Picks and Pans Review: Torch

UPDATED 11/09/1981 at 01:00 AM EST Originally published 11/09/1981 at 01:00 AM EST

Carly Simon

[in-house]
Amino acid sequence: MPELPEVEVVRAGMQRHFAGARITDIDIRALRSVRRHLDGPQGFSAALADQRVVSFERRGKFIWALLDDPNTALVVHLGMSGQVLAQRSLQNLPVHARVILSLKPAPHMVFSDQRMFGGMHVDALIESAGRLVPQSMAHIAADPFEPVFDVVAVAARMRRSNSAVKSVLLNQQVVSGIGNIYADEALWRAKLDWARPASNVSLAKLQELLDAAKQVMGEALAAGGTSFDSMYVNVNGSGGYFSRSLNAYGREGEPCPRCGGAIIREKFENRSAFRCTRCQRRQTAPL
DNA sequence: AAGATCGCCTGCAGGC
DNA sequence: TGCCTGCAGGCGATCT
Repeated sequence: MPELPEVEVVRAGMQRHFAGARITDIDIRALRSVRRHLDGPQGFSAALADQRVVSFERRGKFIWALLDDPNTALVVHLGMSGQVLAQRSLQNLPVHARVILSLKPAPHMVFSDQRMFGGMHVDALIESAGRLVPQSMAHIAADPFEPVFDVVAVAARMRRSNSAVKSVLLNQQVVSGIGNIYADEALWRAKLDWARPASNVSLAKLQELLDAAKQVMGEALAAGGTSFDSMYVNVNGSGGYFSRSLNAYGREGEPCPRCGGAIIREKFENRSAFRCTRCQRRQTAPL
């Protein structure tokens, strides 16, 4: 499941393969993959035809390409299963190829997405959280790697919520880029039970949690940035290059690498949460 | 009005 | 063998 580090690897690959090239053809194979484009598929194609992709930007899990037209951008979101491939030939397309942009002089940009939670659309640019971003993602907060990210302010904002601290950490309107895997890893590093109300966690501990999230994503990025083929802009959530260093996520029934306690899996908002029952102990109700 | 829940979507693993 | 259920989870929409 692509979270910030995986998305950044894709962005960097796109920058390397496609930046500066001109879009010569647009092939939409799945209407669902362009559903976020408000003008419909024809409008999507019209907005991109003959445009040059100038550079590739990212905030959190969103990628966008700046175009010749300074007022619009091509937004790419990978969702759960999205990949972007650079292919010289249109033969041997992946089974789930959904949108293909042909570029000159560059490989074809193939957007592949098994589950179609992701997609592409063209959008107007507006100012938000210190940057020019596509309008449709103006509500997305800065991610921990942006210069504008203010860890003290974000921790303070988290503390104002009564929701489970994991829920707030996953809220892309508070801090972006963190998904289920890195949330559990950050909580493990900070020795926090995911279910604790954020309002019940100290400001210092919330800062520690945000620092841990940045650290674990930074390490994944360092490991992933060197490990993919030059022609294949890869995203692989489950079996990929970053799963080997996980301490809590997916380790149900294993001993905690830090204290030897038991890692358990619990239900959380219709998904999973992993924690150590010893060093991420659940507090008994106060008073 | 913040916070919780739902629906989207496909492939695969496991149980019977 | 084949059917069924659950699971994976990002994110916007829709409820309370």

When Willie Nelson's collection of pop classics became a smash in 1978, it inspired other artists to try panning for gold in the rich mainstream of American music. While Carly hasn't exactly hit the mother lode with this LP, it's a pleasant effort. As one who has shown a respect for standards, if not for convention, she has picked songs that fit roughly into the genre for which this collection was named. Carly's delivery, as the worldly-wise-and-hurt-but-still-passionate woman, is faultless. It would be easy to compare her versions of these songs unfavorably with the originals—after all she's taking on a lot when she sings Duke Ellington's I Got It Bad (And That Ain't Good). She also comes off pallid on Rodgers & Hart's Spring Is Here. But she redeems herself with an absolutely dazzling rendition of Hoagy Carmichael's I Get Along Without You Very Well. In addition to oldies like I'll Be Around (1942) and Body and Soul (1930), there is a '81-vintage Carly tune: the maudlin From the Heart. The best cut is a poignant, beautifully sung tune, to which Carly added some lyrics, called What Shall We Do With the Child. Simon gets points for trying a medley like this, which she presents with genuine affection rather than just nostalgic campiness.

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